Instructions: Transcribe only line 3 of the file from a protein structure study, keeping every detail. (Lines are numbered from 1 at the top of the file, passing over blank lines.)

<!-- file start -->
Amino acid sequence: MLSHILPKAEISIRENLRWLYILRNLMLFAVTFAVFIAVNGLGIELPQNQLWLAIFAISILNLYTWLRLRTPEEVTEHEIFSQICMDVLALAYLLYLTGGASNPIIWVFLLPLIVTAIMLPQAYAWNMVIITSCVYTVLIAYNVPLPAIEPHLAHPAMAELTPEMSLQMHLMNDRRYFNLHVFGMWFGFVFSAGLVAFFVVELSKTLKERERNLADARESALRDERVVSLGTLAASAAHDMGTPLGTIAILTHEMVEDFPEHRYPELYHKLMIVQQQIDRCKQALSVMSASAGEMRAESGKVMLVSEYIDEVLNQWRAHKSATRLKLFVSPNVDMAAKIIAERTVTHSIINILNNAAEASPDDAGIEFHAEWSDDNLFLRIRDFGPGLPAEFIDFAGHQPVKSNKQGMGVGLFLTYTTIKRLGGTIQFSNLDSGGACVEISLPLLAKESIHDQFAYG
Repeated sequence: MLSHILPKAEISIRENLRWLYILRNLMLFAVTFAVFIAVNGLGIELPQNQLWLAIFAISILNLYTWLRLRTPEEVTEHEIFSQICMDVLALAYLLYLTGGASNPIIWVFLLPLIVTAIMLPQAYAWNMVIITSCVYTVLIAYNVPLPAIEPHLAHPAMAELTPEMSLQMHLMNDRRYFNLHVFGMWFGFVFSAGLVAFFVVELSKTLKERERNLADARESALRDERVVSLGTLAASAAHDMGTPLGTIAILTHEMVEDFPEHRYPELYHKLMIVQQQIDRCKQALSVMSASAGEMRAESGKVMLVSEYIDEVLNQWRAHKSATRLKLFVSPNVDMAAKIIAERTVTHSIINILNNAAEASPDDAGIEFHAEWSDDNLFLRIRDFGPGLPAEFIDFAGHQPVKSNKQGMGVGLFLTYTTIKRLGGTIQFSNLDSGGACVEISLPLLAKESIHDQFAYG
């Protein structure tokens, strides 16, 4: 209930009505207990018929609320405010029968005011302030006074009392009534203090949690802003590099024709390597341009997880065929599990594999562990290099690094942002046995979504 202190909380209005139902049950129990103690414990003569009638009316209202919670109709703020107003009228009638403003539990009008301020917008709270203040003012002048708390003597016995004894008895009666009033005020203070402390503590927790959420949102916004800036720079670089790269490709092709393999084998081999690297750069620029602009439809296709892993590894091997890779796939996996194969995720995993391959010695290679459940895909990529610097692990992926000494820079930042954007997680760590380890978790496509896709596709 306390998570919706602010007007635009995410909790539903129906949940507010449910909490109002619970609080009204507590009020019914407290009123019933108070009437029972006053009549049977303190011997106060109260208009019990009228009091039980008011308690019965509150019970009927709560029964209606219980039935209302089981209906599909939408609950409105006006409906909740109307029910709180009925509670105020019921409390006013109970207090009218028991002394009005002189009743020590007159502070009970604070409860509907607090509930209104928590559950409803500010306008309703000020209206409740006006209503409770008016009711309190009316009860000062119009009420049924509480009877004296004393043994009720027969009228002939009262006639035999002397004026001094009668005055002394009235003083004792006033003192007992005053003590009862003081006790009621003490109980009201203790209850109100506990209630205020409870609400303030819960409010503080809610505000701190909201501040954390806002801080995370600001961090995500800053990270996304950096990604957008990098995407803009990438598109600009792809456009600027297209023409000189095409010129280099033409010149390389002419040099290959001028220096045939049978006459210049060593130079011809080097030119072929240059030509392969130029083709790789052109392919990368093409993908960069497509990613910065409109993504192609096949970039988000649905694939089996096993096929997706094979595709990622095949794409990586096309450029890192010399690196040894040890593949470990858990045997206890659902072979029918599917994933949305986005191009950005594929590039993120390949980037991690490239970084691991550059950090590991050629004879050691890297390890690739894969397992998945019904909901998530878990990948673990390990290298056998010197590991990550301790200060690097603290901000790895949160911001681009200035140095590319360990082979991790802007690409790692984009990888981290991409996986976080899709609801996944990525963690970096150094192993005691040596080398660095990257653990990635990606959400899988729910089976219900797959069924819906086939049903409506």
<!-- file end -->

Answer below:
């Protein structure tokens, strides 16, 4: 209930009505207990018929609320405010029968005011302030006074009392009534203090949690802003590099024709390597341009997880065929599990594999562990290099690094942002046995979504 202190909380209005139902049950129990103690414990003569009638009316209202919670109709703020107003009228009638403003539990009008301020917008709270203040003012002048708390003597016995004894008895009666009033005020203070402390503590927790959420949102916004800036720079670089790269490709092709393999084998081999690297750069620029602009439809296709892993590894091997890779796939996996194969995720995993391959010695290679459940895909990529610097692990992926000494820079930042954007997680760590380890978790496509896709596709 306390998570919706602010007007635009995410909790539903129906949940507010449910909490109002619970609080009204507590009020019914407290009123019933108070009437029972006053009549049977303190011997106060109260208009019990009228009091039980008011308690019965509150019970009927709560029964209606219980039935209302089981209906599909939408609950409105006006409906909740109307029910709180009925509670105020019921409390006013109970207090009218028991002394009005002189009743020590007159502070009970604070409860509907607090509930209104928590559950409803500010306008309703000020209206409740006006209503409770008016009711309190009316009860000062119009009420049924509480009877004296004393043994009720027969009228002939009262006639035999002397004026001094009668005055002394009235003083004792006033003192007992005053003590009862003081006790009621003490109980009201203790209850109100506990209630205020409870609400303030819960409010503080809610505000701190909201501040954390806002801080995370600001961090995500800053990270996304950096990604957008990098995407803009990438598109600009792809456009600027297209023409000189095409010129280099033409010149390389002419040099290959001028220096045939049978006459210049060593130079011809080097030119072929240059030509392969130029083709790789052109392919990368093409993908960069497509990613910065409109993504192609096949970039988000649905694939089996096993096929997706094979595709990622095949794409990586096309450029890192010399690196040894040890593949470990858990045997206890659902072979029918599917994933949305986005191009950005594929590039993120390949980037991690490239970084691991550059950090590991050629004879050691890297390890690739894969397992998945019904909901998530878990990948673990390990290298056998010197590991990550301790200060690097603290901000790895949160911001681009200035140095590319360990082979991790802007690409790692984009990888981290991409996986976080899709609801996944990525963690970096150094192993005691040596080398660095990257653990990635990606959400899988729910089976219900797959069924819906086939049903409506």